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By Erin Flynn
  • Cornell AgriTech
  • School of Integrative Plant Science
  • Plant Pathology and Plant-Microbe Biology Section
  • Agriculture
  • Plants
  • Horticulture
Ali Cala is a graduate student at Cornell AgriTech studying under the direction of Christine Smart, professor of plant pathology and plant-microbe biology.

What is the focus of your research at Cornell AgriTech?

Since beginning my graduate work at Cornell, I have been involved in several research projects involving various fungal pathogens of hemp. Powdery mildew in particular has emerged as a threat to hemp growers, and I focused my research on this disease to help develop more effective management strategies. 

Understanding the diversity of powdery mildew in New York state and throughout the United States is critical to developing these strategies. In addition, determining whether host resistance exists within the germplasm of the Cornell hemp breeding program is key. My work on host resistance is closely related to research happening in Larry Smart’s breeding program, so we can collaborate to identify powdery mildew resistance genes.

I am also interested in determining whether pathogen infection can impact the production of organic compounds.  Hemp is often grown for its production of secondary metabolites like cannabidiol (CBD) and terpenes, which are highly volatile compounds that affect the plant’s smell and taste, but also play a role in insect defense. Therefore, it is important to determine whether pathogen infection can influence the plant’s production of these molecules.

What’s the most exciting discovery you have made in your research here?

This past summer, our breeding program had some high CBD cultivar trials that became infected with powdery mildew. I rated those fields and discovered one cultivar that consistently had only extremely small amounts of powdery mildew infection. This discovery indicates a potential source of resistance. I will be working with George Stack, a graduate student in Larry Smart’s lab, to investigate a possible resistance gene in that cultivar.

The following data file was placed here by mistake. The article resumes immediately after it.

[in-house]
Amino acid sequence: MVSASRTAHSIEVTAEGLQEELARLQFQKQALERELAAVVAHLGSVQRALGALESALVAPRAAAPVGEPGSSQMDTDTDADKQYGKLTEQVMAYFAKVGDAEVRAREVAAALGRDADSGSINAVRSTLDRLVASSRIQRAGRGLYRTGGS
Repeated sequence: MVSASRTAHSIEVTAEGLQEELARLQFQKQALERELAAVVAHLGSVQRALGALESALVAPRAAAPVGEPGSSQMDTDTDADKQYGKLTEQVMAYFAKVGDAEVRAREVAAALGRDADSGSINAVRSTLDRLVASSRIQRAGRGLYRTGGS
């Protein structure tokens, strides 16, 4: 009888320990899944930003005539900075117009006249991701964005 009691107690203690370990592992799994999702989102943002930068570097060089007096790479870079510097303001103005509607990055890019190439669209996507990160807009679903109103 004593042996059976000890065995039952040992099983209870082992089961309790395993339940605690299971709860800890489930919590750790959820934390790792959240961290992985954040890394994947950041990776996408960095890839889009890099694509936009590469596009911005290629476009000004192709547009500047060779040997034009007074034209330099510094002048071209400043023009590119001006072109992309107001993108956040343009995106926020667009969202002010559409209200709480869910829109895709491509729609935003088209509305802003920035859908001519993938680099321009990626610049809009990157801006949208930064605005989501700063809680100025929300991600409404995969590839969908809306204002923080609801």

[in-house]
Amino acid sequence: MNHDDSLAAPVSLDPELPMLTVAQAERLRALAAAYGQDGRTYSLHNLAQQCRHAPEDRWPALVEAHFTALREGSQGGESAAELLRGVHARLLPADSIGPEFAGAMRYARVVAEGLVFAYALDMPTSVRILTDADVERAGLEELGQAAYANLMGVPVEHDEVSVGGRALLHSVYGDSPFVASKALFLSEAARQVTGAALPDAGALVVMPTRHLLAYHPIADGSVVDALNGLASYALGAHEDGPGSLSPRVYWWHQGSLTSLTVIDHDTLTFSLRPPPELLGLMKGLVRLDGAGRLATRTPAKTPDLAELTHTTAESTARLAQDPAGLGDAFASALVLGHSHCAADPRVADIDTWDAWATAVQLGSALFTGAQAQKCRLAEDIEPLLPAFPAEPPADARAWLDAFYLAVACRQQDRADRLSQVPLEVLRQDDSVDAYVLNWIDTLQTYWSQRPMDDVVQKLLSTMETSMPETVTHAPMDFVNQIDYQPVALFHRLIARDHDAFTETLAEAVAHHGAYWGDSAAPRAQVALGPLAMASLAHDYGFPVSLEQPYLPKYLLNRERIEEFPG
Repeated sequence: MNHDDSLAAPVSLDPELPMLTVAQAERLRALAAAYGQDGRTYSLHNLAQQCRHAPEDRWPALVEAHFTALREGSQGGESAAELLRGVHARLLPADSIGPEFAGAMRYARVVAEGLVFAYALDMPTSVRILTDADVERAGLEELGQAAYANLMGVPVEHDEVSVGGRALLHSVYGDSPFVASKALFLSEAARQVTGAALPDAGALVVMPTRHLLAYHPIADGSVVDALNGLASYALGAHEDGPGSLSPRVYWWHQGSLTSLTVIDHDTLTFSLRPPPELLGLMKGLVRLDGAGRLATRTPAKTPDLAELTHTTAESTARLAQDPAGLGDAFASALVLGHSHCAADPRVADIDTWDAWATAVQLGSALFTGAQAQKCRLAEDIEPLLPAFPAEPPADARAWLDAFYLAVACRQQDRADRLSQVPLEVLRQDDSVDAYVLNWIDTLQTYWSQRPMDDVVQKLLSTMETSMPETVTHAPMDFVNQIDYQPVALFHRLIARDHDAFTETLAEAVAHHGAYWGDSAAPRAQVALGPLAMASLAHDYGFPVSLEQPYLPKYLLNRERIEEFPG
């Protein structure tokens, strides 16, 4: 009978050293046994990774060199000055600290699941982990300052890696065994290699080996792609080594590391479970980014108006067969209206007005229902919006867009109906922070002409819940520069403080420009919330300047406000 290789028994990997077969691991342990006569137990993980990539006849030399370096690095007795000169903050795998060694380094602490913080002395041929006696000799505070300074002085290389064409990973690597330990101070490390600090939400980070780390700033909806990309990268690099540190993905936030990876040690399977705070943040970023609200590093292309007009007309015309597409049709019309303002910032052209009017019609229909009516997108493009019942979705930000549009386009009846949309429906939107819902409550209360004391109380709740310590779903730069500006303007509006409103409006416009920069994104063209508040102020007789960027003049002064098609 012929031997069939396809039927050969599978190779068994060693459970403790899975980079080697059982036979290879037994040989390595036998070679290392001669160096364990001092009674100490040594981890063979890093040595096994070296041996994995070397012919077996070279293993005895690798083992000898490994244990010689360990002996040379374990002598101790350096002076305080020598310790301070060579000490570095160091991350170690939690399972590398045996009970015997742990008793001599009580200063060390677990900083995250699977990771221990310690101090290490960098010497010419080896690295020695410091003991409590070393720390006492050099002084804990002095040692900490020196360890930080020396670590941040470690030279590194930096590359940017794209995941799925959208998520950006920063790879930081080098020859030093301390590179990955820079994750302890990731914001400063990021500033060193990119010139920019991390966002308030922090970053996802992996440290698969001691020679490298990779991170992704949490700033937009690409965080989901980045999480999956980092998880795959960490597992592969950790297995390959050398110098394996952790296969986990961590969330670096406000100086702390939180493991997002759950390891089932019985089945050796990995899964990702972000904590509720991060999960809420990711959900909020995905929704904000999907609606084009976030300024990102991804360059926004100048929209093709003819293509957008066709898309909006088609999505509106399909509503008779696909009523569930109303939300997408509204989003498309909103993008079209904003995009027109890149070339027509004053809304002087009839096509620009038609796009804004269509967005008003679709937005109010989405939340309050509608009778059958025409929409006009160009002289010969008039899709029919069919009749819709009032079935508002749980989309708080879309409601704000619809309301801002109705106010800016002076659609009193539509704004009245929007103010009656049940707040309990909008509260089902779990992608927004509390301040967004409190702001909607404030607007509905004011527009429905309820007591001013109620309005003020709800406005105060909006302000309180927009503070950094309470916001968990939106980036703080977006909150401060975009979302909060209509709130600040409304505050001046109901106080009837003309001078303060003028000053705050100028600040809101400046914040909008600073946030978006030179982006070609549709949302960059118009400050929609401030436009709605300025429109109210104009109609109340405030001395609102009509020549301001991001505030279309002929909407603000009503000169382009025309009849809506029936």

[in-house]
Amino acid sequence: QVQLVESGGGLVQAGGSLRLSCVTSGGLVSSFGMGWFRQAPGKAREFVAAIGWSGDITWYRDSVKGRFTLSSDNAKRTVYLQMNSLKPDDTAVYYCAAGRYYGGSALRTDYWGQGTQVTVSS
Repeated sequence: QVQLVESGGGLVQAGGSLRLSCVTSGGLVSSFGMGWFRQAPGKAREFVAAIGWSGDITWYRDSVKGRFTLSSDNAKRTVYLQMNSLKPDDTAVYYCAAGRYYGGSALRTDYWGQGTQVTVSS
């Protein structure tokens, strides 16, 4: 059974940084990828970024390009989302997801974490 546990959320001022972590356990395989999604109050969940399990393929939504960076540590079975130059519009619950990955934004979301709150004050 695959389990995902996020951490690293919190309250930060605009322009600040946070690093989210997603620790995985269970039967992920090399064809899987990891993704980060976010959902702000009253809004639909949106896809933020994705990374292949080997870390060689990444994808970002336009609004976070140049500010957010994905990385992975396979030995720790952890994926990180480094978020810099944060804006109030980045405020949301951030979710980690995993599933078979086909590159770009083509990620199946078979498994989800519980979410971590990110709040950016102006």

What do you hope the impact of your research will be on New York state growers?

In the long term, I hope that powdery mildew resistant cultivars will be available for growers; and in the short term, I hope my research will help growers identify better ways to manage this pathogen. 

What do you think would surprise people most about the subject of your research?

I think people might be surprised by how little we know about hemp in general.  Because it was illegal in the United States and many other countries for so long, there hasn’t been as much research done with hemp compared to many other crops. We also know very little about the diseases that affect hemp, such as powdery mildew, which is what makes me so excited about my research.

I also think people would be surprised by the diversity of hemp and the fact that there are different cultivars grown for different purposes.  In general, there are three types of hemp: fiber, grain and high CBD. Each of these three cultivars has specific properties and requires different growing practices. 

What’s your favorite memory from your time doing research on the Cornell AgriTech campus?

Overall, I really enjoy the sense of community that we have here on the Geneva campus and within my lab.  Our lab gets quite large in the summertime with graduate students, interns and summer technicians. We often play music while doing research in the lab, and we even have a disco ball that we turn on when someone makes an important breakthrough. 

Image above, Ali and Christine examine industrial hemp growing in a research field in Geneva, New York. Photo by Allison Usavage

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